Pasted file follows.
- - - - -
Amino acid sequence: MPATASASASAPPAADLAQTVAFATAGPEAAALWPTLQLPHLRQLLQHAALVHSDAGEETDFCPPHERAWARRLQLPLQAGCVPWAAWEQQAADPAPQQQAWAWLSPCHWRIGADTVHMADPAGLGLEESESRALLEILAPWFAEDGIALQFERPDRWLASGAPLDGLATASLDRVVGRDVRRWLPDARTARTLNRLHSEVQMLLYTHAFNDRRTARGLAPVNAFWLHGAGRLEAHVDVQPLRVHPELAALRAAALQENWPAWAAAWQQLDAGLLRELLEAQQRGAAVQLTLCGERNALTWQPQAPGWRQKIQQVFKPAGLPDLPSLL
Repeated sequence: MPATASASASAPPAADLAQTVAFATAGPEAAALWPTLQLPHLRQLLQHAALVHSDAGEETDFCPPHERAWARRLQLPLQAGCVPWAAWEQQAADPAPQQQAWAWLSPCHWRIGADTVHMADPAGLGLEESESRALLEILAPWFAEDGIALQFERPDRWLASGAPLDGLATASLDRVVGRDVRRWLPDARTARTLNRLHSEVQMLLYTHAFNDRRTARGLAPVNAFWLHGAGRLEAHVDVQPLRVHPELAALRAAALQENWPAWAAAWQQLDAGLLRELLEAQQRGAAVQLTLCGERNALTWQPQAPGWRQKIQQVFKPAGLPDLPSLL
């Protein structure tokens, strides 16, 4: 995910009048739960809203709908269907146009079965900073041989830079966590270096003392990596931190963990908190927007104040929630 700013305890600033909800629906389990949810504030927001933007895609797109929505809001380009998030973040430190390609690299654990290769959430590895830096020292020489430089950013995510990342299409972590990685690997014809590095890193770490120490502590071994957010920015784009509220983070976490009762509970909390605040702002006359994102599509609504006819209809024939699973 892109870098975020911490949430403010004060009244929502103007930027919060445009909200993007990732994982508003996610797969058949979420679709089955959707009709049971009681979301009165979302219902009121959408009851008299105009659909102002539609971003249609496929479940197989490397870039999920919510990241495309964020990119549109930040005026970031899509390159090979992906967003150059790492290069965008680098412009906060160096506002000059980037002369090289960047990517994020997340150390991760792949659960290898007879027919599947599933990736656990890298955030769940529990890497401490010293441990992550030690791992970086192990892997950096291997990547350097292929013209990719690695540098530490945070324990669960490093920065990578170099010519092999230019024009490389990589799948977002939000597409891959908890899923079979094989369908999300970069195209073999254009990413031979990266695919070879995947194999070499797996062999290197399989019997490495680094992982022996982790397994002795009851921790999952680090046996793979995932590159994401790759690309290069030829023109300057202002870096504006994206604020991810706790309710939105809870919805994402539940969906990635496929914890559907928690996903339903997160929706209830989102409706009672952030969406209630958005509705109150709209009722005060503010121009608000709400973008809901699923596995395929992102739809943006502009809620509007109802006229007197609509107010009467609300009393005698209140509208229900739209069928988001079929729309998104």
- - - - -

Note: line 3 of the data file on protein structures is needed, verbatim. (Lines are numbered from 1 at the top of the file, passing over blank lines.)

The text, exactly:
């Protein structure tokens, strides 16, 4: 995910009048739960809203709908269907146009079965900073041989830079966590270096003392990596931190963990908190927007104040929630 700013305890600033909800629906389990949810504030927001933007895609797109929505809001380009998030973040430190390609690299654990290769959430590895830096020292020489430089950013995510990342299409972590990685690997014809590095890193770490120490502590071994957010920015784009509220983070976490009762509970909390605040702002006359994102599509609504006819209809024939699973 892109870098975020911490949430403010004060009244929502103007930027919060445009909200993007990732994982508003996610797969058949979420679709089955959707009709049971009681979301009165979302219902009121959408009851008299105009659909102002539609971003249609496929479940197989490397870039999920919510990241495309964020990119549109930040005026970031899509390159090979992906967003150059790492290069965008680098412009906060160096506002000059980037002369090289960047990517994020997340150390991760792949659960290898007879027919599947599933990736656990890298955030769940529990890497401490010293441990992550030690791992970086192990892997950096291997990547350097292929013209990719690695540098530490945070324990669960490093920065990578170099010519092999230019024009490389990589799948977002939000597409891959908890899923079979094989369908999300970069195209073999254009990413031979990266695919070879995947194999070499797996062999290197399989019997490495680094992982022996982790397994002795009851921790999952680090046996793979995932590159994401790759690309290069030829023109300057202002870096504006994206604020991810706790309710939105809870919805994402539940969906990635496929914890559907928690996903339903997160929706209830989102409706009672952030969406209630958005509705109150709209009722005060503010121009608000709400973008809901699923596995395929992102739809943006502009809620509007109802006229007197609509107010009467609300009393005698209140509208229900739209069928988001079929729309998104």